Justia Legal Ethics Opinion Summaries

Articles Posted in US Court of Appeals for the First Circuit
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The First Circuit affirmed the order of the district court imposing a sanction against Appellant under Fed. R. Civ. P. 11, holding that the district court did not abuse its discretion.Appellant was a Massachusetts lawyer who brought suit on behalf of Gerald Alston, a black man who formerly worked as a firefighter. Defendant Stanley Spiegel eventually moved to dismiss and for sanctions. The magistrate judge recommended that the district court dismiss the claims against Spiegel with prejudice and ruled that sanctions were in order. The First Circuit affirmed, holding that because Appellant persisted in pursuing claims against Spiegel without an adequate basis in law or fact and despite a warning from the magistrate judge, sanctions were in order. View "Ames v. Spiegel" on Justia Law

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The First Circuit reversed the district court's order sanctioning Attorney for failing to appear at a status conference, holding that where Attorney was fined without first being given a chance to show cause or explain her failure to appear, the court's order was an abuse of discretion.After Attorney failed to appear at a status conference the district court opened the conference by imposing a monetary sanction on Attorney for her failure to appear. Attorney filed two motions for reconsideration asking the court to excuse her non-appearance due to "mistake" in scheduling. The district court denied the motions for reconsideration. The First Circuit reversed, holding that the sanctions were an abuse of discretion because (1) the district judge in this case does not uniformly sanction all counsel who fail to appear; (2) it cannot be determined which non-appearing attorneys are sanctions and which ones are not; and (3) the district court fined Attorney without first giving her a chance to show cause or explain her failure to appear. View "In re Pimentel-Soto" on Justia Law

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The First Circuit affirmed the judgment of the federal district court denying Appellant's request for a declaratory judgment asserting that a protective order that remained in effect in his now-closed state criminal case was unconstitutional, holding that the state court judge was protected from this lawsuit by the doctrine of judicial immunity.Appellant filed a complaint seeking a declaratory judgment that the protective order violated his First Amendment rights. Appellee, the state court judge, responded with a motion to dismiss, arguing that she was protected by judicial immunity. The federal district court granted Appellee's motion to dismiss. The First Circuit affirmed, holding that Appellee's actions were shielded from attack by judicial immunity. View "Zenon v. Guzman" on Justia Law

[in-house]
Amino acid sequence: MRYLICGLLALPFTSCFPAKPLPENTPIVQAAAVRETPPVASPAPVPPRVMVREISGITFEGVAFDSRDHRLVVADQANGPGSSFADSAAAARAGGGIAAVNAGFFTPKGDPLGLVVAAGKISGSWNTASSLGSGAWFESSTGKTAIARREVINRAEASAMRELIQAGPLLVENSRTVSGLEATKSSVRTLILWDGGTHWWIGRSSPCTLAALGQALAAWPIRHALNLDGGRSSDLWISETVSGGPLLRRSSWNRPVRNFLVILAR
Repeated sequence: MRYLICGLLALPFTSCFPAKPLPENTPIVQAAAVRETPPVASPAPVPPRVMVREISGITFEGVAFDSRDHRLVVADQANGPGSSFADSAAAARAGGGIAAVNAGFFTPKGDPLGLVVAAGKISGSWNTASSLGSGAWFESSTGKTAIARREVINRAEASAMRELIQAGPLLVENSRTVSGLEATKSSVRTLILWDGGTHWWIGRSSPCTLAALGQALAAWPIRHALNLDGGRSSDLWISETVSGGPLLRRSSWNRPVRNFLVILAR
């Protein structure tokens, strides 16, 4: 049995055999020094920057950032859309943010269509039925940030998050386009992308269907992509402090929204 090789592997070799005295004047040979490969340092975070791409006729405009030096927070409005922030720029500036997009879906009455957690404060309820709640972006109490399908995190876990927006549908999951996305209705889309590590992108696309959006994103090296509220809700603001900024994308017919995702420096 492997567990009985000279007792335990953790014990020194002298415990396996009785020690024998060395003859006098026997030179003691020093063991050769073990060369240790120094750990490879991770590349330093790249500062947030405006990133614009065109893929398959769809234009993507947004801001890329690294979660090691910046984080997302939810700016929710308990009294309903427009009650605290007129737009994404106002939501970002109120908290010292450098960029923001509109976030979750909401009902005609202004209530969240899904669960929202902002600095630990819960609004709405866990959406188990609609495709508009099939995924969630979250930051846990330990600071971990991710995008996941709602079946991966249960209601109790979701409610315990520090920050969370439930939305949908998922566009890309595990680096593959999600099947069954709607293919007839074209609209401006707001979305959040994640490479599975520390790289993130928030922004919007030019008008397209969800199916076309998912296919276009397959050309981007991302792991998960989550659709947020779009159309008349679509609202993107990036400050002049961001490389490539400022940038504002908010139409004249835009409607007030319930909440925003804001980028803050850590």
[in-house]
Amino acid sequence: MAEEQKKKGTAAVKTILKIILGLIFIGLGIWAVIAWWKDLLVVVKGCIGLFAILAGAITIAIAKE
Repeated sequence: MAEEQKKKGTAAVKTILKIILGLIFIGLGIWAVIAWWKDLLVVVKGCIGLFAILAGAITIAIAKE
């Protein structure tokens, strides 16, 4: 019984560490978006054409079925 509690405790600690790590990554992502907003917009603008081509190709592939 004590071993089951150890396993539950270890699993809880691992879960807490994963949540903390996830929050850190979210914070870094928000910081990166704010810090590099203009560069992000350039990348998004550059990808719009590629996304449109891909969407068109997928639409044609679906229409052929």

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The First Circuit affirmed the district court’s dismissal of Plaintiff’s lawsuit challenging the revocation of his attorney’s license, holding that the Rooker-Feldman doctrine barred his suit.After the Rhode Island Supreme Court suspended Plaintiff from practicing law for one year, Plaintiff filed this federal suit under 42 U.S.C. 1983 against nearly two dozen judicial officers and administrators who had participated in his disciplinary proceedings, alleging violations of his constitutional rights under both the Rhode Island and the United States Constitutions. The district court granted Defendants’ motion to dismiss primarily on the grounds that the Rooker-Feldman doctrine divested the court of subject-matter jurisdiction. The First Circuit affirmed, holding that the district court correctly ruled that Plaintiff’s suit was barred by the Rooker-Feldman doctrine. View "McKenna v. Curtin" on Justia Law